John talked me out of asking for an I-pod for my birthday. "Mom," he said, "just admit that technology has passed you by and stick with cds."

So, you can see why I was somewhat intimidated by the box on my dining room table that contained my new Kindle Fire HD. I put off opening it for several days, afraid that it would prove to be one more high-tech device that instilled a sense of hopeless inferiority.

 One reason I was willing to take a chance is because I've learned to have faith in Amazon.com. And sure enough, when I finally steeled my backbone and pulled my new device out of it's package, it greeted me by name and led me step-by-simple-step through the start-up process.

All my books were already installed and waiting for me. Setting up my e-mail took five minutes, following the Kindle's simple directions. It then instantly connected me to my Facebook and Twitter accounts.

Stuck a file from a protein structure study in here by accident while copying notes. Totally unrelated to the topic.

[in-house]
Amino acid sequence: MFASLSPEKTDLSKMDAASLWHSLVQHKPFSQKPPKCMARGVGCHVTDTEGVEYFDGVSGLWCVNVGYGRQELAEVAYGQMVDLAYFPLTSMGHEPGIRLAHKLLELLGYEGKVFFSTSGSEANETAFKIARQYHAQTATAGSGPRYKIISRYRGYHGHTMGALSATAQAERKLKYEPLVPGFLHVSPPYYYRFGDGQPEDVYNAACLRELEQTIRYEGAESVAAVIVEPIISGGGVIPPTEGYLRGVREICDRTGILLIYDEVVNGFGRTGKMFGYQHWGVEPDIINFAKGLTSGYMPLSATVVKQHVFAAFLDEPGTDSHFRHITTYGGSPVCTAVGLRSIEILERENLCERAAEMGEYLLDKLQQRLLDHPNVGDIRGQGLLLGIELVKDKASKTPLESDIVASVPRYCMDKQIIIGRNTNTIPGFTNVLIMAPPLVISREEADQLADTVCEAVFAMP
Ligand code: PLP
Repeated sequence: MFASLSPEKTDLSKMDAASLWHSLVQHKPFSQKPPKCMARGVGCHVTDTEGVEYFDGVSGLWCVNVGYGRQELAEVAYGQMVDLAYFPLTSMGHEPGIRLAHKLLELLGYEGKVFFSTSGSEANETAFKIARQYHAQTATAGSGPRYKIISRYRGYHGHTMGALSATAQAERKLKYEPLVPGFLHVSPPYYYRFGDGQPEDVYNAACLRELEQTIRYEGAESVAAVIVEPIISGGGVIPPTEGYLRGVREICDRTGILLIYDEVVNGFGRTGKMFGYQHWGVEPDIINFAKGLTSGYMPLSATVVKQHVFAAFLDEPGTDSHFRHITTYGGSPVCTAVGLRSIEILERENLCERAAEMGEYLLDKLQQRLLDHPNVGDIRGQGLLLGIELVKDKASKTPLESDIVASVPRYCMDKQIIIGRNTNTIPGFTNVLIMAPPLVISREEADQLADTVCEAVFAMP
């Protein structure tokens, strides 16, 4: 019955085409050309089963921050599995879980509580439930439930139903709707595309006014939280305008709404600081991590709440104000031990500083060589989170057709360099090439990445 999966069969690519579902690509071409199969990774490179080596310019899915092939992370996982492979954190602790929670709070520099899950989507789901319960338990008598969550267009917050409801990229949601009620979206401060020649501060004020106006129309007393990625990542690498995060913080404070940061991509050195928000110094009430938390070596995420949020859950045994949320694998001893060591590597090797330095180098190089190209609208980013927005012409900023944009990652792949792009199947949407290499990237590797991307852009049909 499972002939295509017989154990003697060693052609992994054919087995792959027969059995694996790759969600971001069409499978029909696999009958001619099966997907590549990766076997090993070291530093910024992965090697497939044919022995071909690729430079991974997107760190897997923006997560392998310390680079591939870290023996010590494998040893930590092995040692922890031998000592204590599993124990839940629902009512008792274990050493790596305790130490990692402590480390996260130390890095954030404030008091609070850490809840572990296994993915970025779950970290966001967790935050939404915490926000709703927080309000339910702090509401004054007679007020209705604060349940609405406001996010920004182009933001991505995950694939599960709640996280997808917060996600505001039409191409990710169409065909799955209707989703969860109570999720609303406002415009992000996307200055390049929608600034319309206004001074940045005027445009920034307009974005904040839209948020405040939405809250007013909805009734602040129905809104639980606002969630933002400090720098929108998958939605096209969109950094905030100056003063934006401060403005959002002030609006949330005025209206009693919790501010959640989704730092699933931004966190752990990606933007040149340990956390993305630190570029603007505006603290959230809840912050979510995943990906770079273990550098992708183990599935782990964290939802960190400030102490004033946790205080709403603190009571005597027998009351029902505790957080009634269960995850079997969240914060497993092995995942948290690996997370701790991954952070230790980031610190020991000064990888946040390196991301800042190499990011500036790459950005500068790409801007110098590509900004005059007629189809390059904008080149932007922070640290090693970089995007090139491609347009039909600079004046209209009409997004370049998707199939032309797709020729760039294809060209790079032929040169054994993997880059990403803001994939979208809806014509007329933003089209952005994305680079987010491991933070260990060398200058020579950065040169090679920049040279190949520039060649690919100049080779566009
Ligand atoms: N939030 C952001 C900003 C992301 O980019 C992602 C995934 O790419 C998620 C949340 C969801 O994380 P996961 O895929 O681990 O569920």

If anyone young and tech-savvy is reading this, they are probably shaking their heads in disgust but I was pathetically grateful to Amazon.com for making the Kindle equally as accessible to Dummies as experts. I spent hours trying to program my phone. I learned to resent it then and that feeling never changed. We were always opponents rather than partners.

This is Amazon.com's modus operandi. They make everything as convenient as possible for all their customers, whether it is buying books or publishing books, reading reviews to help make purchasing decisions, receiving recommendations, helping with start up. They are the most user-friendly of companies.   


Sunday, February 03, 2013

Where Do Characters Come From?

One of my good friends, J.T. Kalnay (also one of my favorite authors - check him out on Amazon!) and I were discussing how characters take over writers' heads. I know this must sound like a crazy concept to non-writers, but our characters aren't simply robotic products of our imaginations. They are their very own people, with minds of their own, who will resist their creator's attempts to force them to act in ways that are counter to their own views of themselves.